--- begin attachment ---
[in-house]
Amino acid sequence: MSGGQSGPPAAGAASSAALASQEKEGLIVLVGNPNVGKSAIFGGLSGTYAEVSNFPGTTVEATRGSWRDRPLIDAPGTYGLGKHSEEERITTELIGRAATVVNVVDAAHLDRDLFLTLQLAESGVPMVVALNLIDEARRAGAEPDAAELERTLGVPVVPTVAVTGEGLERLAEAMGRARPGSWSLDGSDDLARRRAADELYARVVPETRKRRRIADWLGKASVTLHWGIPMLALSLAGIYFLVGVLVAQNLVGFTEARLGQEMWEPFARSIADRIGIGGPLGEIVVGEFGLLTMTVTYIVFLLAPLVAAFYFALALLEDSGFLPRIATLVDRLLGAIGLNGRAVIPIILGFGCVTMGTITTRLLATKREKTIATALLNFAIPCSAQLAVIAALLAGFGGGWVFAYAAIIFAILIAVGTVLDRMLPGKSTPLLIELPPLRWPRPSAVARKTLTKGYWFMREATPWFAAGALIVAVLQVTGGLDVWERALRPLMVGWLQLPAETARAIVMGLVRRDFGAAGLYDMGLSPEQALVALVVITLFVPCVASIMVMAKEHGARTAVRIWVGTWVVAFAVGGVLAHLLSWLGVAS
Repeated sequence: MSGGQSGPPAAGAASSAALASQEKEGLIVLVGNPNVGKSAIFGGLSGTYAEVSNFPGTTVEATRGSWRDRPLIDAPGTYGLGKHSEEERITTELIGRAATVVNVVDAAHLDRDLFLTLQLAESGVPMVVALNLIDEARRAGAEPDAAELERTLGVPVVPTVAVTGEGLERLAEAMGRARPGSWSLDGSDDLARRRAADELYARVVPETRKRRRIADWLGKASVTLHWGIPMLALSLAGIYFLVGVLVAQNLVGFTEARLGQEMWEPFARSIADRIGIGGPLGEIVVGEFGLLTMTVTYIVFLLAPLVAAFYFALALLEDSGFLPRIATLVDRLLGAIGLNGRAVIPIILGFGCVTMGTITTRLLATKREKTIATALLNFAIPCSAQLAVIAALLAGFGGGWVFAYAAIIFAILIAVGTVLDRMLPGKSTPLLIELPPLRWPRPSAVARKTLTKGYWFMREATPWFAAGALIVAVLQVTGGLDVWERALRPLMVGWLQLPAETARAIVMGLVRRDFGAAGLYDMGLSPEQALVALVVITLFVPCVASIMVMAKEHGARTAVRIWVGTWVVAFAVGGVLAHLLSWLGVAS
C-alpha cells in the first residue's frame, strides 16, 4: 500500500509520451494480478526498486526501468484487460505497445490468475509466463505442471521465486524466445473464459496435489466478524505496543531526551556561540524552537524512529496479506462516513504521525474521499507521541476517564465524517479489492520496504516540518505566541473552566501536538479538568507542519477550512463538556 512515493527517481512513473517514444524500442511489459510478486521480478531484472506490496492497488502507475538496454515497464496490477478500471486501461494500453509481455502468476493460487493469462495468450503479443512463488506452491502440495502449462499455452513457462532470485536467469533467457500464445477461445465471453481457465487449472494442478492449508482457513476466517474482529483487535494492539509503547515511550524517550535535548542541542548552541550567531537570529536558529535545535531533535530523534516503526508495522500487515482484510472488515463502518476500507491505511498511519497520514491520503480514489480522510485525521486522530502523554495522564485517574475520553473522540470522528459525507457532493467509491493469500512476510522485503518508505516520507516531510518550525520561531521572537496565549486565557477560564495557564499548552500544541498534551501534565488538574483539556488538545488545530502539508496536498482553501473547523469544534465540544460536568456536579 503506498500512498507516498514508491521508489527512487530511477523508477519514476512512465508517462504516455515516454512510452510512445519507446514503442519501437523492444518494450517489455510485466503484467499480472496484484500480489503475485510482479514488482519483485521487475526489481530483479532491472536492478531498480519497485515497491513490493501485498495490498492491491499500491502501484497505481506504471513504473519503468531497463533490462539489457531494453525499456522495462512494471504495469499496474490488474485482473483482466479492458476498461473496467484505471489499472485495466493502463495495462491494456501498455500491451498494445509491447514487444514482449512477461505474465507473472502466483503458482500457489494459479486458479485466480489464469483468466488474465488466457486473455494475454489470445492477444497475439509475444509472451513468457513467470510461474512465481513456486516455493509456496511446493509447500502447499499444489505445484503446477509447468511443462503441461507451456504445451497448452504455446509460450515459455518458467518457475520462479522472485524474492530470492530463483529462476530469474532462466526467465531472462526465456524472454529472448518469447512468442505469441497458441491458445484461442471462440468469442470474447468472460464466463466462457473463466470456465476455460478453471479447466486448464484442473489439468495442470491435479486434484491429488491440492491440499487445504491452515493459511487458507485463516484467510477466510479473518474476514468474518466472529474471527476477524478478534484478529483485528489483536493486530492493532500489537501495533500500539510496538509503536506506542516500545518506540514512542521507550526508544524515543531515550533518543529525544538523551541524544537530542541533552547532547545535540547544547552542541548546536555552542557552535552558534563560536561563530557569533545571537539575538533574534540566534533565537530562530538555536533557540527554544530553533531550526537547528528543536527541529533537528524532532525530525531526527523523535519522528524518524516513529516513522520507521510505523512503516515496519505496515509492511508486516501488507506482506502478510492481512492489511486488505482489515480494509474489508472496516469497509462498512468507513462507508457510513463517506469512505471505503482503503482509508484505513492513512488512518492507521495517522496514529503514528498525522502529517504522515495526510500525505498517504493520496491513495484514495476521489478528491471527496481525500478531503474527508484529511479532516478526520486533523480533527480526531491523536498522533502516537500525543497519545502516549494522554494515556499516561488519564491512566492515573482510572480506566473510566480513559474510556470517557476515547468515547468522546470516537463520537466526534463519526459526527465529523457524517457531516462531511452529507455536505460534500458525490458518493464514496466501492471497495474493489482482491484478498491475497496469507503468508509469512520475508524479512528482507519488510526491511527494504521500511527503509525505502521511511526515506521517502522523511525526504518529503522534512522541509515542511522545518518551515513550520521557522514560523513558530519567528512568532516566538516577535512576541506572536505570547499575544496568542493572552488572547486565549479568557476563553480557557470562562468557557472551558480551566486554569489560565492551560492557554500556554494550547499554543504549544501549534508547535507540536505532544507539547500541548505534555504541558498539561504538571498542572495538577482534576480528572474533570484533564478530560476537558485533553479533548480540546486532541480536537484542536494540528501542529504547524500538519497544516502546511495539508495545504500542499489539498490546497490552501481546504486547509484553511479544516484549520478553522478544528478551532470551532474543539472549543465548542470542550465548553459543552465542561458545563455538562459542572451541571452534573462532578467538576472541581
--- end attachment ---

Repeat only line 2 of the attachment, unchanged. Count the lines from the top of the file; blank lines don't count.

Amino acid sequence: MSGGQSGPPAAGAASSAALASQEKEGLIVLVGNPNVGKSAIFGGLSGTYAEVSNFPGTTVEATRGSWRDRPLIDAPGTYGLGKHSEEERITTELIGRAATVVNVVDAAHLDRDLFLTLQLAESGVPMVVALNLIDEARRAGAEPDAAELERTLGVPVVPTVAVTGEGLERLAEAMGRARPGSWSLDGSDDLARRRAADELYARVVPETRKRRRIADWLGKASVTLHWGIPMLALSLAGIYFLVGVLVAQNLVGFTEARLGQEMWEPFARSIADRIGIGGPLGEIVVGEFGLLTMTVTYIVFLLAPLVAAFYFALALLEDSGFLPRIATLVDRLLGAIGLNGRAVIPIILGFGCVTMGTITTRLLATKREKTIATALLNFAIPCSAQLAVIAALLAGFGGGWVFAYAAIIFAILIAVGTVLDRMLPGKSTPLLIELPPLRWPRPSAVARKTLTKGYWFMREATPWFAAGALIVAVLQVTGGLDVWERALRPLMVGWLQLPAETARAIVMGLVRRDFGAAGLYDMGLSPEQALVALVVITLFVPCVASIMVMAKEHGARTAVRIWVGTWVVAFAVGGVLAHLLSWLGVAS